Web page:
Fourth Circuit: Payments to Russian scientist—taxable compensation or exempt from tax as a grant?
A case concerning whether payments to a taxpayer were taxable compensation or exempt from tax as a grant
A case concerning payments to a Russian scientist
The U.S. Court of Appeals for the Fourth Circuit today reversed a decision of the U.S. Tax Court, and held that payments made to the taxpayer (a Russian scientist working in the United States) were not exempt from tax under provisions of the United States-Russia income tax treaty.
However, the appeals court remanded the case for further determination as to the nature of the payments made to the taxpayer—that is, whether with the payments there was a quid pro quo that distinguished compensation for employment from a “no-string” grant.
The case is: Baturin v. Commissioner, No. 20-1648 (4th Cir. April 6, 2022). Read the Fourth Circuit’s decision [PDF 191 KB]
The taxpayer (a Russian national and physicist) worked at a U.S. Department of Energy facility in Virginia, as part of a project operating a particle accelerator (which smashes particles together to help researchers learn about the structure of the universe).
The taxpayer held a J-1 exchange visitor visa as a sponsored researcher. He received W-2s that reflected income of approximately $77,000 in 2010 and $79,000 in 2011 for “wages, tips, [or] other comp[ensation].” He filed Form 1040-NR (nonresident returns) with the IRS, on which he claimed an exemption as to the entire amount earned each year pursuant to Article 18 of the United States-Russia income tax treaty.
In 2014, the IRS issued a notice of deficiency, asserting that the taxpayer owed over $22,000 in income taxes on the amounts for 2010 and 2011. The taxpayer asserted that the treaty exempted his income from taxation. The IRS countered that wages were, by definition, ineligible for the Article 18 exemption.
The Tax Court in a 2019 opinion held that wages may be eligible for the Article 18 exemption as long as they are payments similar to a grant or an allowance. The Tax Court concluded that the taxpayer’s wages were payments similar to a grant or an allowance and, therefore, were exempt from federal income tax.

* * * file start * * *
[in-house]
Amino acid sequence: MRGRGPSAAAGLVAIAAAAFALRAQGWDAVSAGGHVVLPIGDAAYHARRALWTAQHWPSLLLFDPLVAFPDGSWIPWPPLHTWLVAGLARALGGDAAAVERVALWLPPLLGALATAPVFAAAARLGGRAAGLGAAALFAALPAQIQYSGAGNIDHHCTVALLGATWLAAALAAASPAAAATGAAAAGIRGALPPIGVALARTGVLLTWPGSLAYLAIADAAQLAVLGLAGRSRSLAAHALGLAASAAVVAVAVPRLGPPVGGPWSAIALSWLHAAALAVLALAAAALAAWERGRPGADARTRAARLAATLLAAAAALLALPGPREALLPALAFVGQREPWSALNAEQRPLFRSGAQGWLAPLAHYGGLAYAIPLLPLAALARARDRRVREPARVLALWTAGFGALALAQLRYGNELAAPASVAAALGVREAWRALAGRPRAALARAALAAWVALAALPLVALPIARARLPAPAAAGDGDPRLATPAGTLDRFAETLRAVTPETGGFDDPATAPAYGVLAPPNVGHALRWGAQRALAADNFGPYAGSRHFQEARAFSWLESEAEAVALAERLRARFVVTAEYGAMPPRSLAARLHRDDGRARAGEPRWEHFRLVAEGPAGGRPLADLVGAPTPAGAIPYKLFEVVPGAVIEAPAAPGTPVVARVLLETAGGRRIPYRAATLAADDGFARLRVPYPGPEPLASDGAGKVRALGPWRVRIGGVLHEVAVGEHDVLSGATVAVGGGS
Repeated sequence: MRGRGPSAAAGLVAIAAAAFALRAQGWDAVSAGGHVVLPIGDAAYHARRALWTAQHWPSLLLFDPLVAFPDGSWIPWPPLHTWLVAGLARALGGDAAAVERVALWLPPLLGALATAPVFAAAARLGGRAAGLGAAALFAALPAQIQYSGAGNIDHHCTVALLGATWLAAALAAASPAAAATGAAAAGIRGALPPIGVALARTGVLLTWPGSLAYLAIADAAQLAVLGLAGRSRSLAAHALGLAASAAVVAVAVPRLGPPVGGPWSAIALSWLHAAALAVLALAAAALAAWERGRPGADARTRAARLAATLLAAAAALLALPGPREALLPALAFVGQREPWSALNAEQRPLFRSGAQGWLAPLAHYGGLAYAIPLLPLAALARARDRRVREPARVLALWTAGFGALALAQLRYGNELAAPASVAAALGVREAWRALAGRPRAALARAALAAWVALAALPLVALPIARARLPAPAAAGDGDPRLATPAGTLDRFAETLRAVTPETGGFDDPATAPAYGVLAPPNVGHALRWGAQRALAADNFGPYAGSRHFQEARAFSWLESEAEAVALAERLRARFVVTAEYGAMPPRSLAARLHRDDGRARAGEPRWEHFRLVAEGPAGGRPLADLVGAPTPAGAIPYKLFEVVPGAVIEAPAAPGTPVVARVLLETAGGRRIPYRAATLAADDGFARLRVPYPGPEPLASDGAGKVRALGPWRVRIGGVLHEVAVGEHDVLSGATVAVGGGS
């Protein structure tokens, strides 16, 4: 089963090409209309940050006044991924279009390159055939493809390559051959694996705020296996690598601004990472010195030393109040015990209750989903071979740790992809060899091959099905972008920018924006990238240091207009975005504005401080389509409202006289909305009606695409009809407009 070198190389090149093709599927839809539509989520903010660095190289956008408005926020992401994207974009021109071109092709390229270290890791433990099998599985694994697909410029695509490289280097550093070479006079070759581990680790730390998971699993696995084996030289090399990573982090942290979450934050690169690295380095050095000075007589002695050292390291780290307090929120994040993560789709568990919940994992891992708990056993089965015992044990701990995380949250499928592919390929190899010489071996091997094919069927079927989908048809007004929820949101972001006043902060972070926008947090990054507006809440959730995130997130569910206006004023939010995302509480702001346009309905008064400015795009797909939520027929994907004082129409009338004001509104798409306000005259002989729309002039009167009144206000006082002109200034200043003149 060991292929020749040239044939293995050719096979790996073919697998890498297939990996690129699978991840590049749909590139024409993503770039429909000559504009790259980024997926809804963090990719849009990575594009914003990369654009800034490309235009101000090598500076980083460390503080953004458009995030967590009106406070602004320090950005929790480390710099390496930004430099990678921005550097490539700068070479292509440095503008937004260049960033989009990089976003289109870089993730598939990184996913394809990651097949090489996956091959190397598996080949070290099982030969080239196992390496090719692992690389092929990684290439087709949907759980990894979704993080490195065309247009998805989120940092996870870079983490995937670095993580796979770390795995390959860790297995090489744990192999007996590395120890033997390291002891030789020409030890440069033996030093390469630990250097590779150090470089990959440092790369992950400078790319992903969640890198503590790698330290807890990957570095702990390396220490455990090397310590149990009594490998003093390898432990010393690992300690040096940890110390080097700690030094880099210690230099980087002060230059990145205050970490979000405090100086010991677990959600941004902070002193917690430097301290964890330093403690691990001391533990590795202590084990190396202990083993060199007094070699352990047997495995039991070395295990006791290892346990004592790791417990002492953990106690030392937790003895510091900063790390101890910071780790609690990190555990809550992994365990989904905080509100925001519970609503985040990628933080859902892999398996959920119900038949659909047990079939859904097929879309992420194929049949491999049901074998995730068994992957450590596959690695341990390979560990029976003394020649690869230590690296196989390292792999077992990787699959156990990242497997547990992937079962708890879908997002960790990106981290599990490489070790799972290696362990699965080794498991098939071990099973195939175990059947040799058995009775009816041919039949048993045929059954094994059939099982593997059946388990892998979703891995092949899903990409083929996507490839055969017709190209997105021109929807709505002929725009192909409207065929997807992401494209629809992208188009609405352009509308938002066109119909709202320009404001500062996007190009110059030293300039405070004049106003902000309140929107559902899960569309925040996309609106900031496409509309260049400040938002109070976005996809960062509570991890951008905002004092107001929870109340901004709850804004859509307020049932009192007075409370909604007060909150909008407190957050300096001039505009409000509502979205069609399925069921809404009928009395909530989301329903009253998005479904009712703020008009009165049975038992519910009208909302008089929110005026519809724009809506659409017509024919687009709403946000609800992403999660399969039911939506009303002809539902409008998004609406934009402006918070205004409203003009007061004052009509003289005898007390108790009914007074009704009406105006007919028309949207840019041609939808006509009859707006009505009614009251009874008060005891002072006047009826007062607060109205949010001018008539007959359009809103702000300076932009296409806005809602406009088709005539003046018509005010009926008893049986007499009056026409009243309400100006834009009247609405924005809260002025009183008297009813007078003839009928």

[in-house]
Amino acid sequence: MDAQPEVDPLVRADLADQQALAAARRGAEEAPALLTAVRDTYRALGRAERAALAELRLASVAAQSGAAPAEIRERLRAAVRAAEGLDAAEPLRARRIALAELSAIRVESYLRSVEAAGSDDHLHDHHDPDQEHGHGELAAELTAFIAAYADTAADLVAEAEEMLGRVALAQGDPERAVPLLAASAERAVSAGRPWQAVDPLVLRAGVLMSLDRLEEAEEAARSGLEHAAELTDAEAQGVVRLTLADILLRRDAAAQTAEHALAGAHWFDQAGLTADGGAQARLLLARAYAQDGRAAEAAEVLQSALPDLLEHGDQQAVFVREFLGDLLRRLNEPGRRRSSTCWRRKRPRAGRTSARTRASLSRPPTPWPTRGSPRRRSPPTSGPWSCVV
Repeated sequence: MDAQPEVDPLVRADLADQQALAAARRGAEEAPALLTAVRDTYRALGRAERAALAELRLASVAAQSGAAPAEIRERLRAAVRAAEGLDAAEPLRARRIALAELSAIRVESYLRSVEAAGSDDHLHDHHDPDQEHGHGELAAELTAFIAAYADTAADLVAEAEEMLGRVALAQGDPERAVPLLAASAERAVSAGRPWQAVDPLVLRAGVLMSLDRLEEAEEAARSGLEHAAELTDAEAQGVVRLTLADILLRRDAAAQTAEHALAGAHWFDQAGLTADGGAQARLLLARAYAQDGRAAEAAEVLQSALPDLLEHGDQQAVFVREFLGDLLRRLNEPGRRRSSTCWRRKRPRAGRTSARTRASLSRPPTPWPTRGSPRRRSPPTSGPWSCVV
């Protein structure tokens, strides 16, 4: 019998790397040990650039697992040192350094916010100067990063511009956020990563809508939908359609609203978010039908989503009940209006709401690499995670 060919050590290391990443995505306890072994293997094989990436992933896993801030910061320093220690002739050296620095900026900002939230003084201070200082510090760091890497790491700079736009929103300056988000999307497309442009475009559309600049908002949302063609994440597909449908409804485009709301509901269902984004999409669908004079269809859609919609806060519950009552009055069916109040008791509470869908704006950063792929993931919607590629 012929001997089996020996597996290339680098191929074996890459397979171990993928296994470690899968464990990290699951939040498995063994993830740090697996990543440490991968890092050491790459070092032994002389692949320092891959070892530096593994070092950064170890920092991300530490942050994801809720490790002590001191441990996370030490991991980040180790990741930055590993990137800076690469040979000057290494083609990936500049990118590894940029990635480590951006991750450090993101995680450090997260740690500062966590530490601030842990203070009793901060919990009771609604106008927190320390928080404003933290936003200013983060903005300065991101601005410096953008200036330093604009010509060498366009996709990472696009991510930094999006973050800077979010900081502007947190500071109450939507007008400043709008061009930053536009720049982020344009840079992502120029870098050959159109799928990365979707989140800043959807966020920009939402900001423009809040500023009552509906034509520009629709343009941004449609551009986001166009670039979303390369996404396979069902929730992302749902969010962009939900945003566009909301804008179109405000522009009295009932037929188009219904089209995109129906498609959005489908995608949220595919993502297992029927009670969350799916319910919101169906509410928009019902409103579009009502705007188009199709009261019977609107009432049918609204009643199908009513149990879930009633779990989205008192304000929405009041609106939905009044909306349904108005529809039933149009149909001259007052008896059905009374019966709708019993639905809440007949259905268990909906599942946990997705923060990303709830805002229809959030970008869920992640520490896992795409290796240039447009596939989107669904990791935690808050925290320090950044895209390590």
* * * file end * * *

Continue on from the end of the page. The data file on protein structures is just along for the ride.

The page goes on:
The government appealed, and the Fourth Circuit today reversed, noting that the Tax Court had misunderstood the basis of the treaty’s distinction between a tax-exempt “grant, allowance, or other similar payments” and taxable “salaries, wages, and other similar remuneration.” As the appeals court explained, the text of the treaty does not define what differentiates “salaries, wages, and other similar remuneration” in Article 14 from a “grant, allowance, or other similar payments” in Article 18. However, within the text of the treaty, these categories are mutually exclusive, given the simple fact that one is taxable and the other is not. Further, the appeals court found that the legislative history of the treaty’s ratification reinforced the conclusion that salaries and grants are exclusive categories.
The Fourth Circuit held that given the treaty’s text and history, it must reject the Tax Court’s holding that under the treaty, “wages may be eligible for exemption so long as they are similar to a grant or allowance.”
However, the appeals court remanded the case back to the Tax Court for a clarification of the taxpayer’s relationship with the Virginia facility and specifically for a determination as to whether there was a “requirement of any substantial quid pro quo” that distinguished compensation for employment from a “relatively disinterested, ‘no-string’” grant.
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